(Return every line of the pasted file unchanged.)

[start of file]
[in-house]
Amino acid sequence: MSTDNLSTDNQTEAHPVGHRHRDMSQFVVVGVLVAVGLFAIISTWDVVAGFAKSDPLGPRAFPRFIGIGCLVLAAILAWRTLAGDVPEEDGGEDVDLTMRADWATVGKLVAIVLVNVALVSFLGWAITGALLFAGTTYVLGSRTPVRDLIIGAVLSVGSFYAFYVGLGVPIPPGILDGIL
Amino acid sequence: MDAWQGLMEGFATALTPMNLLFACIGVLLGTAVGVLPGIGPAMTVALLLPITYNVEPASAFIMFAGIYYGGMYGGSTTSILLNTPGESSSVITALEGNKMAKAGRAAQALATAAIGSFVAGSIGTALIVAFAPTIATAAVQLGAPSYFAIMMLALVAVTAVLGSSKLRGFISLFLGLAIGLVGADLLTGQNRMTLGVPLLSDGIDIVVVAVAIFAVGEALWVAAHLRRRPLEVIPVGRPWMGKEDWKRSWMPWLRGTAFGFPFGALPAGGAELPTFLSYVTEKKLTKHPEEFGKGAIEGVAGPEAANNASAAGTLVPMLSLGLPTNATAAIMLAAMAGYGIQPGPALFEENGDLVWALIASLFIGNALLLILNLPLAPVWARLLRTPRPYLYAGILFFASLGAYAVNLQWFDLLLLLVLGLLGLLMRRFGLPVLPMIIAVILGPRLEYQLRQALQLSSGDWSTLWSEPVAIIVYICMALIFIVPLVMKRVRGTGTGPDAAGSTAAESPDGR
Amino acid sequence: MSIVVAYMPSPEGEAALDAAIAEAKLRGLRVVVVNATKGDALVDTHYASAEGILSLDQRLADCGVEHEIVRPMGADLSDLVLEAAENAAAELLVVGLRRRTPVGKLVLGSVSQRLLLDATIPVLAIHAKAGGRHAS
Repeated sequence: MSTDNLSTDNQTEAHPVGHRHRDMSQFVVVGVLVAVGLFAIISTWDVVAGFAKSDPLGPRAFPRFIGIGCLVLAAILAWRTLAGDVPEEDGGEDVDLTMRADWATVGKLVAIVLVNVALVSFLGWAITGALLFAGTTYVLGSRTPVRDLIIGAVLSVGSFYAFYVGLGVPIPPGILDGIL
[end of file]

[in-house]
Amino acid sequence: MSTDNLSTDNQTEAHPVGHRHRDMSQFVVVGVLVAVGLFAIISTWDVVAGFAKSDPLGPRAFPRFIGIGCLVLAAILAWRTLAGDVPEEDGGEDVDLTMRADWATVGKLVAIVLVNVALVSFLGWAITGALLFAGTTYVLGSRTPVRDLIIGAVLSVGSFYAFYVGLGVPIPPGILDGIL
Amino acid sequence: MDAWQGLMEGFATALTPMNLLFACIGVLLGTAVGVLPGIGPAMTVALLLPITYNVEPASAFIMFAGIYYGGMYGGSTTSILLNTPGESSSVITALEGNKMAKAGRAAQALATAAIGSFVAGSIGTALIVAFAPTIATAAVQLGAPSYFAIMMLALVAVTAVLGSSKLRGFISLFLGLAIGLVGADLLTGQNRMTLGVPLLSDGIDIVVVAVAIFAVGEALWVAAHLRRRPLEVIPVGRPWMGKEDWKRSWMPWLRGTAFGFPFGALPAGGAELPTFLSYVTEKKLTKHPEEFGKGAIEGVAGPEAANNASAAGTLVPMLSLGLPTNATAAIMLAAMAGYGIQPGPALFEENGDLVWALIASLFIGNALLLILNLPLAPVWARLLRTPRPYLYAGILFFASLGAYAVNLQWFDLLLLLVLGLLGLLMRRFGLPVLPMIIAVILGPRLEYQLRQALQLSSGDWSTLWSEPVAIIVYICMALIFIVPLVMKRVRGTGTGPDAAGSTAAESPDGR
Amino acid sequence: MSIVVAYMPSPEGEAALDAAIAEAKLRGLRVVVVNATKGDALVDTHYASAEGILSLDQRLADCGVEHEIVRPMGADLSDLVLEAAENAAAELLVVGLRRRTPVGKLVLGSVSQRLLLDATIPVLAIHAKAGGRHAS
Repeated sequence: MSTDNLSTDNQTEAHPVGHRHRDMSQFVVVGVLVAVGLFAIISTWDVVAGFAKSDPLGPRAFPRFIGIGCLVLAAILAWRTLAGDVPEEDGGEDVDLTMRADWATVGKLVAIVLVNVALVSFLGWAITGALLFAGTTYVLGSRTPVRDLIIGAVLSVGSFYAFYVGLGVPIPPGILDGIL